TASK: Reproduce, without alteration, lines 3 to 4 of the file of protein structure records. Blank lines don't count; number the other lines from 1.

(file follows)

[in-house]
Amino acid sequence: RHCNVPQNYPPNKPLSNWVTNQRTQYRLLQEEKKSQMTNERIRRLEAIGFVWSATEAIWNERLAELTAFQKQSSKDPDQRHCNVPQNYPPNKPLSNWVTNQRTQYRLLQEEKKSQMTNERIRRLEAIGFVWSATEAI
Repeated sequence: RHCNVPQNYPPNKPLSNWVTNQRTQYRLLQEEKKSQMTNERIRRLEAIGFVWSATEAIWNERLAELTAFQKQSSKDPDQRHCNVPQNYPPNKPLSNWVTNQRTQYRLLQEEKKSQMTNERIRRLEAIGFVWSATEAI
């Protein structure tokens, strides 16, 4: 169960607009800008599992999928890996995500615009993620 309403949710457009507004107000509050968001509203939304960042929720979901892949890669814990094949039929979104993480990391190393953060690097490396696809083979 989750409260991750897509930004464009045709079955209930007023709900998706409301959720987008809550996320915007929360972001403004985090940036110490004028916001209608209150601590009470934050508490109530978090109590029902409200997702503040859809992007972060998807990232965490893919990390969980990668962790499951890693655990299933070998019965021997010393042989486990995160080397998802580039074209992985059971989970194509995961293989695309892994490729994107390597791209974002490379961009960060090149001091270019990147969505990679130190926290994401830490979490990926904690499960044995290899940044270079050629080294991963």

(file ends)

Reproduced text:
Repeated sequence: RHCNVPQNYPPNKPLSNWVTNQRTQYRLLQEEKKSQMTNERIRRLEAIGFVWSATEAIWNERLAELTAFQKQSSKDPDQRHCNVPQNYPPNKPLSNWVTNQRTQYRLLQEEKKSQMTNERIRRLEAIGFVWSATEAI
């Protein structure tokens, strides 16, 4: 169960607009800008599992999928890996995500615009993620 309403949710457009507004107000509050968001509203939304960042929720979901892949890669814990094949039929979104993480990391190393953060690097490396696809083979 989750409260991750897509930004464009045709079955209930007023709900998706409301959720987008809550996320915007929360972001403004985090940036110490004028916001209608209150601590009470934050508490109530978090109590029902409200997702503040859809992007972060998807990232965490893919990390969980990668962790499951890693655990299933070998019965021997010393042989486990995160080397998802580039074209992985059971989970194509995961293989695309892994490729994107390597791209974002490379961009960060090149001091270019990147969505990679130190926290994401830490979490990926904690499960044995290899940044270079050629080294991963």